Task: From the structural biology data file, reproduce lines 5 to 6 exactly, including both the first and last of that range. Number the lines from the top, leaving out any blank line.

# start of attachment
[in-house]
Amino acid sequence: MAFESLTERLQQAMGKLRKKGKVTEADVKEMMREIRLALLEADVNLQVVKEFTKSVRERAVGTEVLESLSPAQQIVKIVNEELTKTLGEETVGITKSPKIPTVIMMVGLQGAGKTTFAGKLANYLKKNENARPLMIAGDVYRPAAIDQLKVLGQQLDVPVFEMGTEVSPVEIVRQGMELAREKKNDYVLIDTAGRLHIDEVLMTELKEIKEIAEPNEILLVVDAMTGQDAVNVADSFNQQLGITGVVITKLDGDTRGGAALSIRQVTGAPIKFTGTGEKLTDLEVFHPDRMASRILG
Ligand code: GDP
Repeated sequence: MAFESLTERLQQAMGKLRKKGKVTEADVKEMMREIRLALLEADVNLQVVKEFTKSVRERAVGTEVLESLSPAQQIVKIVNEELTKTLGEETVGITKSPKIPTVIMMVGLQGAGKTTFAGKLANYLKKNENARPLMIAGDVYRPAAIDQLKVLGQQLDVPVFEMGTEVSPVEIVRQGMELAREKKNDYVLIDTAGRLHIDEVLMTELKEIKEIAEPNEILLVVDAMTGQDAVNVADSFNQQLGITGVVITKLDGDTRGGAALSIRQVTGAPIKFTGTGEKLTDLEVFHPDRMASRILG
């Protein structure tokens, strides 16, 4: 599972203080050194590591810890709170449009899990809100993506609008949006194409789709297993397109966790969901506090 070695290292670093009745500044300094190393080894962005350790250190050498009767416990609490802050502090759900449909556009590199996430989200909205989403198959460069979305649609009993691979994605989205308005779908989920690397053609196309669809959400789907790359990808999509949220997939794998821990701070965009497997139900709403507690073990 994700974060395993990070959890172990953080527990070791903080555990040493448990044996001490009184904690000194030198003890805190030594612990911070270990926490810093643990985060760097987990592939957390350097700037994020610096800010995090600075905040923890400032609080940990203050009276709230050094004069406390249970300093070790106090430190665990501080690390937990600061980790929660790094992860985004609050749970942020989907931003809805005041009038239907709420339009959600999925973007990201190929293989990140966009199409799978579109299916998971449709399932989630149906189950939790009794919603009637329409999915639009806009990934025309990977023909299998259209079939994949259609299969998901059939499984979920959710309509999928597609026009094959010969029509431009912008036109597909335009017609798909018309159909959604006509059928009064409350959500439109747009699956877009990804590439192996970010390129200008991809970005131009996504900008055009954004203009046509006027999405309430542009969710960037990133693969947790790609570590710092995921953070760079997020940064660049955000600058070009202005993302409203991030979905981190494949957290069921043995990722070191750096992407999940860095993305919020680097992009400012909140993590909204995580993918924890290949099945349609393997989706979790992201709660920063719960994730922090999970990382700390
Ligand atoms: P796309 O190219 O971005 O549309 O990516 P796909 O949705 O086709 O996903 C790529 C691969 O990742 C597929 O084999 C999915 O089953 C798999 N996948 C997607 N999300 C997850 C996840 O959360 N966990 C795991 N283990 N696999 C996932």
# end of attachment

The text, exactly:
């Protein structure tokens, strides 16, 4: 599972203080050194590591810890709170449009899990809100993506609008949006194409789709297993397109966790969901506090 070695290292670093009745500044300094190393080894962005350790250190050498009767416990609490802050502090759900449909556009590199996430989200909205989403198959460069979305649609009993691979994605989205308005779908989920690397053609196309669809959400789907790359990808999509949220997939794998821990701070965009497997139900709403507690073990 994700974060395993990070959890172990953080527990070791903080555990040493448990044996001490009184904690000194030198003890805190030594612990911070270990926490810093643990985060760097987990592939957390350097700037994020610096800010995090600075905040923890400032609080940990203050009276709230050094004069406390249970300093070790106090430190665990501080690390937990600061980790929660790094992860985004609050749970942020989907931003809805005041009038239907709420339009959600999925973007990201190929293989990140966009199409799978579109299916998971449709399932989630149906189950939790009794919603009637329409999915639009806009990934025309990977023909299998259209079939994949259609299969998901059939499984979920959710309509999928597609026009094959010969029509431009912008036109597909335009017609798909018309159909959604006509059928009064409350959500439109747009699956877009990804590439192996970010390129200008991809970005131009996504900008055009954004203009046509006027999405309430542009969710960037990133693969947790790609570590710092995921953070760079997020940064660049955000600058070009202005993302409203991030979905981190494949957290069921043995990722070191750096992407999940860095993305919020680097992009400012909140993590909204995580993918924890290949099945349609393997989706979790992201709660920063719960994730922090999970990382700390
Ligand atoms: P796309 O190219 O971005 O549309 O990516 P796909 O949705 O086709 O996903 C790529 C691969 O990742 C597929 O084999 C999915 O089953 C798999 N996948 C997607 N999300 C997850 C996840 O959360 N966990 C795991 N283990 N696999 C996932």